The steady rise in bans on single-use packaging has resulted in a drastic increase in demand for sustainable packaging worldwide. Businesses and industries alike are pushing hard for new bioplastic options to meet new consumer standards. When it comes to Hemp packaging, we haven’t seen a whole lot of commercial-scale options yet. However, being an optimal bioplastic source that is also a sustainable crop means that it probably isn’t too far off! Not only can it be made into biodegradable packing options, but it also absorbs remarkable amounts of Co2 from the earth’s atmosphere.
Once the plant has been processed into seeds, oils, and clothing, you can often find residual plant matter, which has been coined as ‘Hemp Biomass’. It has an extremely high cellulose content which makes it optimal for the manufacturing of bioplastics. Furthermore, Hemp’s bast fibre can be used as a sustainable alternative for making paper, cardboard, and other fibre-based packaging options. Hemp can produce 4x the amount of the compounds used to make paper than trees can, whilst growing between 10-40x faster.
Isn’t that something!?
Here are some reasons that Hemp is geared to be a preferred method of sustainable packaging in the future;
Did you know that Henry Ford included Hemp in the body of the first car he ever made for Ford? That’s right; this isn’t a new idea! However, governments swept it under the rug due to the negative connotations surrounding cannabis. Paying homage to the past (and the future), BMW, Mercedes Benz, and a range of other car manufacturers are now including Hemp fibre in the panels and shelves of their cars.
Is there anyone reading this who wouldn’t want a stronger, more durable, sustainable option for their cars? We doubt it!
Hemp Cardboard and Paper Packaging
Making Hemp Cardboard can be accomplished by lining Hemp sheets made with corrugated blanks, just like traditional cardboard. All it takes is a bit of knowledge in papercraft and the necessary tools or machinery – this is all depending on the scale you’re going for! In fact, your local box mill should have adequate infrastructure to undertake such a project. Of course, you’re going to need the Hemp processed into bast fibre first, which seems to be the biggest restriction for this market to move forward at this point.
You could choose to use Hemp Cardboard for just about any purpose that normal types would – it’s just a lot more sustainable! What’s more is that you can add gloss, UV, or matte coatings to make it all the more suitable for your immediate needs.
Hemp Bioplastics for Packaging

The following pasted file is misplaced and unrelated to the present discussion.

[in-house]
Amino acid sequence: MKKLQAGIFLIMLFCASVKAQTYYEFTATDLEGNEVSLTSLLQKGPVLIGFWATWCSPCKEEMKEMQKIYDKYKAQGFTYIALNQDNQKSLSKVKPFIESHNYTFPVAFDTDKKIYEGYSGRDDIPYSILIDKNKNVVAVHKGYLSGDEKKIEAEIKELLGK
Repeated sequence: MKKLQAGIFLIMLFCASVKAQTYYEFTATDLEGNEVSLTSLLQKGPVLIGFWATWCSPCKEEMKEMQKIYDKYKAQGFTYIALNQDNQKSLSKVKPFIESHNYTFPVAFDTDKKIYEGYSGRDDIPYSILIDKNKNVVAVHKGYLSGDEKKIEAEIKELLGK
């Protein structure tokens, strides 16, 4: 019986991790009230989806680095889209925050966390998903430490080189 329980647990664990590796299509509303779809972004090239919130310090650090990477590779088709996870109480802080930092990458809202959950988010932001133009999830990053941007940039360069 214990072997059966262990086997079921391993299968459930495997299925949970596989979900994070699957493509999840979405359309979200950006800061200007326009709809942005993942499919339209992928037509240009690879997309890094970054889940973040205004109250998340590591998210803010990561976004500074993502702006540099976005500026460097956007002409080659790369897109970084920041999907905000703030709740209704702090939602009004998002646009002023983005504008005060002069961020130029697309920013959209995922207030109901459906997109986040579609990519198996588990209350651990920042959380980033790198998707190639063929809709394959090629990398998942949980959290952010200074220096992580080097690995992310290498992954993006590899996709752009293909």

The world is moving away from single-use plastic water bottles due to climate change, plastic pollution, & micro-plastics that we’re finding in both humans and animals. And whether the plastic is single-use or multi-use, they’re still unsafe to similar extents. Purchasing any plastic products encourages the market to supply more through increased demand. From the point that normal plastics are manufactured to the moment they’re discarded into the environment, they’re causing damage.
On the other hand, Hemp bioplastic bottles could be made with organically grown Hemp and, as mentioned previously, can decompose within six months. This could be a great contribution to efforts aiming to fix problems caused by pollution from traditional plastic types! The simple fact that the process is so clean and sustainable is enough of a reason to make the switch in itself.
Hemp farming and processing is a cheaper and resource-lighter process than mining and manufacturing regular plastic. As such, it’s anticipated that Hemp bioplastic should decrease in price as soon as there are more commercial options.
Hemp plastic packaging is a magnificent solution to the world’s overuse of oil-based plastics. They are eco-friendly, sturdier, safer, and weigh a lot less. This saves on environmental damages, human health issues, and even transport costs! As bioplastics are the way of the future, it’s only logical to see Hemp as a fix to this problem we’ve found ourselves with.
Hemp-based plastic is seeing a great deal of interest, and the use cases are only expanding. Despite this solution being presented almost 80 years ago, we’ve only started to see the idea come to fruition in modern times. This could transform the entire packaging industry and not only offer cheaper options but also more sustainable.
The biggest question is: Who’s going to scale the production first?